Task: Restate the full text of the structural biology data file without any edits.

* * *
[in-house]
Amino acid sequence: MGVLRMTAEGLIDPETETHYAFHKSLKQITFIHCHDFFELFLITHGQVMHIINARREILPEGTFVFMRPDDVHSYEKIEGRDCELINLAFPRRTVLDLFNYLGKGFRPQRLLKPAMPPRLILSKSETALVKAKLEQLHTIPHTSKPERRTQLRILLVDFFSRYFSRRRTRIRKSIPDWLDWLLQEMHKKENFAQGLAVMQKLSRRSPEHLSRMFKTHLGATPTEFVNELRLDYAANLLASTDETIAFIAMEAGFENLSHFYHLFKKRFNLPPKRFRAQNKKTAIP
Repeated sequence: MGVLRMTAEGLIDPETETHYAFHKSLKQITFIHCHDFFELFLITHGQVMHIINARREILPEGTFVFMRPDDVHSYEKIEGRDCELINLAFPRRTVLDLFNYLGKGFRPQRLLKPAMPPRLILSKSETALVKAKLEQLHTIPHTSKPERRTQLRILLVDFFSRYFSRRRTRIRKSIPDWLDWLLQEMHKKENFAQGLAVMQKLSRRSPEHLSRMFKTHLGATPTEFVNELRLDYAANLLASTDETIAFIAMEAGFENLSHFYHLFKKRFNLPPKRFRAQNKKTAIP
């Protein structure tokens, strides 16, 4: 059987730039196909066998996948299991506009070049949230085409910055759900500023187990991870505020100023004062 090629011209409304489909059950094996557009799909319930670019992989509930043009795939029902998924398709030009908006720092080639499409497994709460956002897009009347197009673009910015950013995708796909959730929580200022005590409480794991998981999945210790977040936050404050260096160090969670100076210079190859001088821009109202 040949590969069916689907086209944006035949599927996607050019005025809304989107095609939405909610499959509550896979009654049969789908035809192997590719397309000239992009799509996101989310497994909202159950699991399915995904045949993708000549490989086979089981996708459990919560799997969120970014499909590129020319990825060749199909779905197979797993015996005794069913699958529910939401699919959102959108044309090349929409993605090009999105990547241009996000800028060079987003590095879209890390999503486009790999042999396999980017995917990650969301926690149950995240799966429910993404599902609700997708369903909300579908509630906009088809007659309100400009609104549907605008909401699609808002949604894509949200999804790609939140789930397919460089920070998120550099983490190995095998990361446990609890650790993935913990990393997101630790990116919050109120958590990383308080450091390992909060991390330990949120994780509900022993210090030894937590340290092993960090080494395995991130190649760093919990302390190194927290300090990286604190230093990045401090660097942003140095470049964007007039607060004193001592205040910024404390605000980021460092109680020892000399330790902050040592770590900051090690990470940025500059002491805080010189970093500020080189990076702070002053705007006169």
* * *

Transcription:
[in-house]
Amino acid sequence: MGVLRMTAEGLIDPETETHYAFHKSLKQITFIHCHDFFELFLITHGQVMHIINARREILPEGTFVFMRPDDVHSYEKIEGRDCELINLAFPRRTVLDLFNYLGKGFRPQRLLKPAMPPRLILSKSETALVKAKLEQLHTIPHTSKPERRTQLRILLVDFFSRYFSRRRTRIRKSIPDWLDWLLQEMHKKENFAQGLAVMQKLSRRSPEHLSRMFKTHLGATPTEFVNELRLDYAANLLASTDETIAFIAMEAGFENLSHFYHLFKKRFNLPPKRFRAQNKKTAIP
Repeated sequence: MGVLRMTAEGLIDPETETHYAFHKSLKQITFIHCHDFFELFLITHGQVMHIINARREILPEGTFVFMRPDDVHSYEKIEGRDCELINLAFPRRTVLDLFNYLGKGFRPQRLLKPAMPPRLILSKSETALVKAKLEQLHTIPHTSKPERRTQLRILLVDFFSRYFSRRRTRIRKSIPDWLDWLLQEMHKKENFAQGLAVMQKLSRRSPEHLSRMFKTHLGATPTEFVNELRLDYAANLLASTDETIAFIAMEAGFENLSHFYHLFKKRFNLPPKRFRAQNKKTAIP
């Protein structure tokens, strides 16, 4: 059987730039196909066998996948299991506009070049949230085409910055759900500023187990991870505020100023004062 090629011209409304489909059950094996557009799909319930670019992989509930043009795939029902998924398709030009908006720092080639499409497994709460956002897009009347197009673009910015950013995708796909959730929580200022005590409480794991998981999945210790977040936050404050260096160090969670100076210079190859001088821009109202 040949590969069916689907086209944006035949599927996607050019005025809304989107095609939405909610499959509550896979009654049969789908035809192997590719397309000239992009799509996101989310497994909202159950699991399915995904045949993708000549490989086979089981996708459990919560799997969120970014499909590129020319990825060749199909779905197979797993015996005794069913699958529910939401699919959102959108044309090349929409993605090009999105990547241009996000800028060079987003590095879209890390999503486009790999042999396999980017995917990650969301926690149950995240799966429910993404599902609700997708369903909300579908509630906009088809007659309100400009609104549907605008909401699609808002949604894509949200999804790609939140789930397919460089920070998120550099983490190995095998990361446990609890650790993935913990990393997101630790990116919050109120958590990383308080450091390992909060991390330990949120994780509900022993210090030894937590340290092993960090080494395995991130190649760093919990302390190194927290300090990286604190230093990045401090660097942003140095470049964007007039607060004193001592205040910024404390605000980021460092109680020892000399330790902050040592770590900051090690990470940025500059002491805080010189970093500020080189990076702070002053705007006169």